With today being Universal Health Coverage (UHC) Day, many stakeholders are rightly concerned about the stalling progress towards the Sustainable Development Goal (SDG3)—"Good Health and Well-being,” of which UHC is an integral part. Since many SDG indicators of progress are outcome-focused, they cannot tell us why progress is stalling and therefore what needs to be done. To advance toward SDG3, policymakers need to shed light on why progress is stalling. For that, we need different data—and we argue that health facility surveys can help move the policy community forward in the right direction.
Global health has been mostly vertical
Most SDG indicators are tightly linked to a vertical perspective, often about reduced mortality from a particular disease or about coverage rates for a given service, further linked to what you could argue is the movement for results and its keen focus on outcomes and “lives saved” (see here and here, for example).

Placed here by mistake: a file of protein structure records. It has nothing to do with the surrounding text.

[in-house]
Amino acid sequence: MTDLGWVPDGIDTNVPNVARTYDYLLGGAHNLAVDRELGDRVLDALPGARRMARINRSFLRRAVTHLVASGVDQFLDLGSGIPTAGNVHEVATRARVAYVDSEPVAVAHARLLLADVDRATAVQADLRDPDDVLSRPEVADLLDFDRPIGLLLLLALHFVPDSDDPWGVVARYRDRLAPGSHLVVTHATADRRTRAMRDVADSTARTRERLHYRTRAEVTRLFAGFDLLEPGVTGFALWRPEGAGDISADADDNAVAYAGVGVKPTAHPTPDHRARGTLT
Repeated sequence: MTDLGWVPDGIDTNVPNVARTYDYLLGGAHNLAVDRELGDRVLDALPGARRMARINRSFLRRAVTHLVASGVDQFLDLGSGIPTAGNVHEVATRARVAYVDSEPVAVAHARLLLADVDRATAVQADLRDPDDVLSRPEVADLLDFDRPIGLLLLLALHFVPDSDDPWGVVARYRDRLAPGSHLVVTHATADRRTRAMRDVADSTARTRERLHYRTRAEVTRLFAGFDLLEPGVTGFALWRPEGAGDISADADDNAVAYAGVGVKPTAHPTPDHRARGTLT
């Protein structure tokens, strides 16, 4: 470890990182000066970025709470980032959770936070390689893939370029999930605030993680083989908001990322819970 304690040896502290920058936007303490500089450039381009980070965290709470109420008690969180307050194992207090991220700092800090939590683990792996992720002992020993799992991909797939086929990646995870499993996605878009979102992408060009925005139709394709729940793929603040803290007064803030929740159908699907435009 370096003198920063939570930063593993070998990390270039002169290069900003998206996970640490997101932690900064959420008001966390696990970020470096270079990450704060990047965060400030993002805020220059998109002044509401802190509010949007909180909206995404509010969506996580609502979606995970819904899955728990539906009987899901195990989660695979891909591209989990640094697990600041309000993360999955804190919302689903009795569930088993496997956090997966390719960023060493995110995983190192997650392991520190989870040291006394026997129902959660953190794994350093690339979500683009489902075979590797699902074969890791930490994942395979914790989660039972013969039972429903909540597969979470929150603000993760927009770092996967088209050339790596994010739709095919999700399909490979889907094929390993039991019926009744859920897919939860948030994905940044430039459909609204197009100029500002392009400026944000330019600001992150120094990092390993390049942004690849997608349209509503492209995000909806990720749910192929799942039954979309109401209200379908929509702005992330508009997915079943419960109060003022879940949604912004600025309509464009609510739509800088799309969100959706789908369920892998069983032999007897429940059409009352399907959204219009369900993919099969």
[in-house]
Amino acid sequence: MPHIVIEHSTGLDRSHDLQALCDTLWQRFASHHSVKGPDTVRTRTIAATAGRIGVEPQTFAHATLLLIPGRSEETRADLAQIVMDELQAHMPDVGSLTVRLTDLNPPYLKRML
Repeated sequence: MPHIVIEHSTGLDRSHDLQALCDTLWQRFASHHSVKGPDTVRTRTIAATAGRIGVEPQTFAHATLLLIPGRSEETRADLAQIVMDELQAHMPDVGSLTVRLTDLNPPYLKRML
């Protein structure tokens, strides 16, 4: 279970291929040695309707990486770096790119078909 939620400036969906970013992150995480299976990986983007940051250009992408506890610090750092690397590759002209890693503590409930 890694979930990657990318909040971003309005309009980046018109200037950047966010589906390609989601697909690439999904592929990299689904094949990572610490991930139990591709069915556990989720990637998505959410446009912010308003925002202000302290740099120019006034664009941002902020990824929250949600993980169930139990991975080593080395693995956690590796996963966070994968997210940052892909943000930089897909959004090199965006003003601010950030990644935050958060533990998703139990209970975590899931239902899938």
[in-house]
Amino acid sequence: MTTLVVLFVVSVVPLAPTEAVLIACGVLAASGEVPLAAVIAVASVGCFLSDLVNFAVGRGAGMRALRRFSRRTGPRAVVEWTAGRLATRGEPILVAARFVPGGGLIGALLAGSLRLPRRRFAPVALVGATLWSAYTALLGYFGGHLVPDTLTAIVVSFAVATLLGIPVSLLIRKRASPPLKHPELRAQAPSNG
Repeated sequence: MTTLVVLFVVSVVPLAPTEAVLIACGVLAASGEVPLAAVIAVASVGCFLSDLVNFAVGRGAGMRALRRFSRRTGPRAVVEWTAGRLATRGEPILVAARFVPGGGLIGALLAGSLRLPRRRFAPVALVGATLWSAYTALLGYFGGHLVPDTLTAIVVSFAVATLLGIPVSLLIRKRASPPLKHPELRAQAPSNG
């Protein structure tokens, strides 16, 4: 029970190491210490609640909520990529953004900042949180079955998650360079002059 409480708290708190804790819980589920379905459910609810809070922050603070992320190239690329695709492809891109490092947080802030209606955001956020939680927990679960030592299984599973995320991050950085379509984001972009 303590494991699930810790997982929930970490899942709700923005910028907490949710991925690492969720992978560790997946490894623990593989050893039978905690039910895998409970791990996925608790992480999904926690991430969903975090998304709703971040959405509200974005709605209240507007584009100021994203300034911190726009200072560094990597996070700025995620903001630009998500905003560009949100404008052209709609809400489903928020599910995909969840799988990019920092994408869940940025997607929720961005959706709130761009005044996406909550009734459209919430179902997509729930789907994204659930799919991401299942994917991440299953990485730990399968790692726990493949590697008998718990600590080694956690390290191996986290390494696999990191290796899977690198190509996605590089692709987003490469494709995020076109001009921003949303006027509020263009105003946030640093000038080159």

The focus on these types of indicators is not surprising, given the vertical organization, funding streams, and the politics thereof. Global health organizations such as the World Health Organization are dominated by the biomedical construct as viewed by medical professionals and there are entire global health agencies that are focused on a particular disease or sets of diseases (such as the Global Polio Eradication Initiative; the Global Fund to Fight Aids, Tuberculosis, and Malaria; or Gavi, the Vaccine Alliance).
Here are some tools for integrating the vertical with the horizontal
Although horizontal approach to service delivery has been championed since the 1978 Alma Ata Declaration underlining the importance of comprehensive primary health care, the global health community remains weak on integrating the vertical and horizontal. There are few examples (e.g., the Health Systems Funding Platform) and we need more experimentation and lessons learned from such integration. One of us recently argued that the newly established Pandemic Fund could be such an opportunity to integrate the vertical with the horizontal. Even the recent Future of Global Health Initiatives report focuses on the “fragmentation” problem, not just of many donors but also many vertical priorities.
One way to integrate was through the focus on UHC. UHC focuses on building country systems that cover people with a cost-effective package of high-quality services across multiple health priorities and protecting people against the financial risks of falling ill.